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So, the horse was sore, you fed him bute and magically he is fine? I have a tough time believing that. Did you ever bother to find out why he was sore and actually treat it?
The reason I say this is because horses in general want to please us and will try their best to do what they think we want. When they are being blatantly disobedient, it is usually not a training issue (except in some extreme circumstances) but that they are in pain and responding to that.
The horse has had a "soreness" issue recently that went basically untreated, this is a huge red light. Get out a vet with more than just bute in his truck and get your horse comfortable. I would get flexion tests, a full physical and his teeth checked. While you're at it, check your saddle/tack fit.

Good luck!
 

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aintnocitygirl;575885build a strong bond with him through ground work. . :-)[/QUOTE said:
I've been around too long, around too many boarding barns to beleive a bond is formed by ground work or any other pussy footing around. I have watched girls raise horses from the day they were born until they are 15-20, nice kind ladies who don't beleive in bits, don't beleive in spurs or anything else that might hurt the horse's feeling and NEVER form a bond. I have also watch lady after lady get OUT of horses because they walked all over them.
I have watch these same mild ladies stand with a riding crop in front of their 15 year old horse and threaten that if they didn't stop pawing in cross ties they would smack them:D
I have heard these ladies across the barn saying " I love you" to their horses.
But do you know who has the strongest bond with any horse in the barn?? Me, the rought guy, the guy that takes no nonesense, the guy who is not afraid of hurting their guys feelings. That is not just my opinion.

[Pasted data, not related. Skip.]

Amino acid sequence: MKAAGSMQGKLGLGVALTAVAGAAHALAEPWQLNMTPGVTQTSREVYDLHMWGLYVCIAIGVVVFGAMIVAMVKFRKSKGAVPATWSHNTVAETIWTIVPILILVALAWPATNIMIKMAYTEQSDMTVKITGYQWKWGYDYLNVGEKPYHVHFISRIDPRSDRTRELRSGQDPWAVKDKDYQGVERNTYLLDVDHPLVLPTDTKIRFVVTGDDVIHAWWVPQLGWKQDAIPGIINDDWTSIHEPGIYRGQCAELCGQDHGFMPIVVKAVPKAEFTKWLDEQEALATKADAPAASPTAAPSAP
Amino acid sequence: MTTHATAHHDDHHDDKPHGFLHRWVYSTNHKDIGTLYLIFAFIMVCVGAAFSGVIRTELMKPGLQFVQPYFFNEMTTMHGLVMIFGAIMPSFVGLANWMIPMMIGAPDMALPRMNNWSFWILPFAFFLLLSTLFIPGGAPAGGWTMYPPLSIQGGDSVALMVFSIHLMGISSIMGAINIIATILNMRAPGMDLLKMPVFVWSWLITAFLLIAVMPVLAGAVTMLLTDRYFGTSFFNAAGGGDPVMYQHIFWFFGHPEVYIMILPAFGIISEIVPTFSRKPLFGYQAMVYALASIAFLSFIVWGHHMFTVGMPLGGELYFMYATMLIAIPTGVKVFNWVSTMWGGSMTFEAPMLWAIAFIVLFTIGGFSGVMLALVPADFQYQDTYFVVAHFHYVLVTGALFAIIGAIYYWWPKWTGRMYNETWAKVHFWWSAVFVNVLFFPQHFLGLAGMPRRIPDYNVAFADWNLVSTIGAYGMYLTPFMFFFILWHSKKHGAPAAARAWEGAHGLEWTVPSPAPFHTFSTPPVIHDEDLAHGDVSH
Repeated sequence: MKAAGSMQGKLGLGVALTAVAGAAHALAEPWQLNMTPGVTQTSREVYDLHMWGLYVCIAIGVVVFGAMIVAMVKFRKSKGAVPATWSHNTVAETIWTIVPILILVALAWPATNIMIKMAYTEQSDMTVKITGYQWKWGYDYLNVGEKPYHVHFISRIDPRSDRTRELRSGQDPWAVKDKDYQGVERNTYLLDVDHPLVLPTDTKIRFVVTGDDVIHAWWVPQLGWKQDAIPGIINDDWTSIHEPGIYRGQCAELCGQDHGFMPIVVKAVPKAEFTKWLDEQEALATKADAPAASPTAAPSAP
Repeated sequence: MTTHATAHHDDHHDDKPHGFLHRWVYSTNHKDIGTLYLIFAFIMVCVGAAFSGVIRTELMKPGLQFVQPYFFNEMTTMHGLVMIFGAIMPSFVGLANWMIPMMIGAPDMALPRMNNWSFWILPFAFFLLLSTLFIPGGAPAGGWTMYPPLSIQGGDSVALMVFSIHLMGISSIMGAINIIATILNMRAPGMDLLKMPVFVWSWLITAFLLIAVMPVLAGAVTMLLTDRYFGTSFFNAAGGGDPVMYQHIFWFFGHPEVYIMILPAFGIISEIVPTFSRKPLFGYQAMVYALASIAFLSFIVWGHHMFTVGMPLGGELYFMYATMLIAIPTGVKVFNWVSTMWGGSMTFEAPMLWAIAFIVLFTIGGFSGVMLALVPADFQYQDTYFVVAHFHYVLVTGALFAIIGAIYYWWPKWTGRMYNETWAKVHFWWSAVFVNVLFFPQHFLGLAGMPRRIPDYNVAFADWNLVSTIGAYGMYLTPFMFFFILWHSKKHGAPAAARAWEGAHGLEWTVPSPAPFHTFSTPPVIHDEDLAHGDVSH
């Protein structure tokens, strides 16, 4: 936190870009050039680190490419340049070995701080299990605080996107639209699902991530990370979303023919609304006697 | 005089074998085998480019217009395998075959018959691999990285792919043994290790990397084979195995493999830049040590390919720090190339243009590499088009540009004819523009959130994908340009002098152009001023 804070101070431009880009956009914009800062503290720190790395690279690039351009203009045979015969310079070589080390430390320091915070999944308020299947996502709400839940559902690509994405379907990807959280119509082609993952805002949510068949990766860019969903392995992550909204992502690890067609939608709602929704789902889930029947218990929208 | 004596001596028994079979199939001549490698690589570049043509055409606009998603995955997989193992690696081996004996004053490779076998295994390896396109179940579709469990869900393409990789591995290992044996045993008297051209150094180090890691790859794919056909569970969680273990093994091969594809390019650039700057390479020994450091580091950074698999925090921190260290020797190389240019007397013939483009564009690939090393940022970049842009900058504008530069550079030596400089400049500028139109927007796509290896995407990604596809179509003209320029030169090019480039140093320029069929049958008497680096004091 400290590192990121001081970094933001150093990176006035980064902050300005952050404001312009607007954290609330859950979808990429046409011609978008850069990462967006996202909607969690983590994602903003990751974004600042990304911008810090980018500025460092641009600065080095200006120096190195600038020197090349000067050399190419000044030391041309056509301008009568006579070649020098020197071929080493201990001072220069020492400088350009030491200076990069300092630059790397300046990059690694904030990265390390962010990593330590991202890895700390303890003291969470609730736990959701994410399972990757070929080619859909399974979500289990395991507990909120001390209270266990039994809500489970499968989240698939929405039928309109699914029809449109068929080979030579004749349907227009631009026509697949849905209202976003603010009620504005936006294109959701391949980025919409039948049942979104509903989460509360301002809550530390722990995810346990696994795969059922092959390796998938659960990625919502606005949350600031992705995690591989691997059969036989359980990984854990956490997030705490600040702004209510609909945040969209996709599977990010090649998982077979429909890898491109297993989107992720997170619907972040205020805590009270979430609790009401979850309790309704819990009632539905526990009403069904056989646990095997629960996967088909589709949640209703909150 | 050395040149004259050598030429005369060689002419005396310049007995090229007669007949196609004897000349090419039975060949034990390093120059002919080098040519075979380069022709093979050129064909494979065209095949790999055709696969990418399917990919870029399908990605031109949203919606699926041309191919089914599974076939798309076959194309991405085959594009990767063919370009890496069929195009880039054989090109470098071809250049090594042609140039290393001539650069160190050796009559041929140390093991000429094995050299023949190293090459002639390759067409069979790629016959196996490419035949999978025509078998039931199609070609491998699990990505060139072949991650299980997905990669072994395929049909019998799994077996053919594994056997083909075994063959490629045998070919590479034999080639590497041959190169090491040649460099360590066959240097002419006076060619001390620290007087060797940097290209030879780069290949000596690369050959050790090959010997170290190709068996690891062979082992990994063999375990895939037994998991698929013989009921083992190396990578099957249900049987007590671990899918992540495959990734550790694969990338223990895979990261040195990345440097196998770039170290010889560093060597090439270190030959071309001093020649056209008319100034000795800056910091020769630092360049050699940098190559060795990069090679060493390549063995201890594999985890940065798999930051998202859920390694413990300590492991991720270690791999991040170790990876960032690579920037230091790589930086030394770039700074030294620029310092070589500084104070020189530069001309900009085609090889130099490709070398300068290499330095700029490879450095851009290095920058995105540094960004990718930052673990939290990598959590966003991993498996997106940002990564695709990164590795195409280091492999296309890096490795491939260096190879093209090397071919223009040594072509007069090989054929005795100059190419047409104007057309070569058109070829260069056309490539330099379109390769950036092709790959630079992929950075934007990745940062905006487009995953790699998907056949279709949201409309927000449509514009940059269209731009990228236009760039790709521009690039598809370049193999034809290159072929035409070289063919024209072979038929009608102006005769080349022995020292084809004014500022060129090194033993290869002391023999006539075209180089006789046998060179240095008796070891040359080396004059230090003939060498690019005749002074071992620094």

You do not form a bond through always being gentle, always tip toeing around a horse. Be a strong leader, a fair leader, one the horse knows it can not pull crap with and your bond will be stronger.
I rode bitless for 20 years so I know about running bitless but I would not recommend it to anyone posting on here with problems.
YOU got a problem then you are not a strong enough person, a strong enough rider to ride bitless.

Nearly every older lady I know, ones that have been around 25-30 years are ALL out of horses now. I was just too hard on them.
Yes I know one that owns 9 horses but she hasn't ridden a mile in the past year and probably never will again. She's 54, healthy and a horse person. They all talk a good game but getting out and doing is another thing.

Put a good bit in the horses mouth and get out there and ride.
I ride problem horses, runaways, barn sour, buckers,you name it and they all belong to the person who dosn't want to hurt a horse, doens't want to run a bit or uses those stupid rubber/plastic snaffles because they don't want to hurt the mouth.
The young girl who cleans stalls for us just had a bad experience, the arab mare she was riding suddenly took off at a dead run through the bush and she bailed off instead of crashing into a tree. I asked her what bit she was using?? A hackamore?? STupid kid.

Listen to the old guys, the ones that know what they are doing, The ones that are out there day after day.
Bit the horse so you have control and go have fun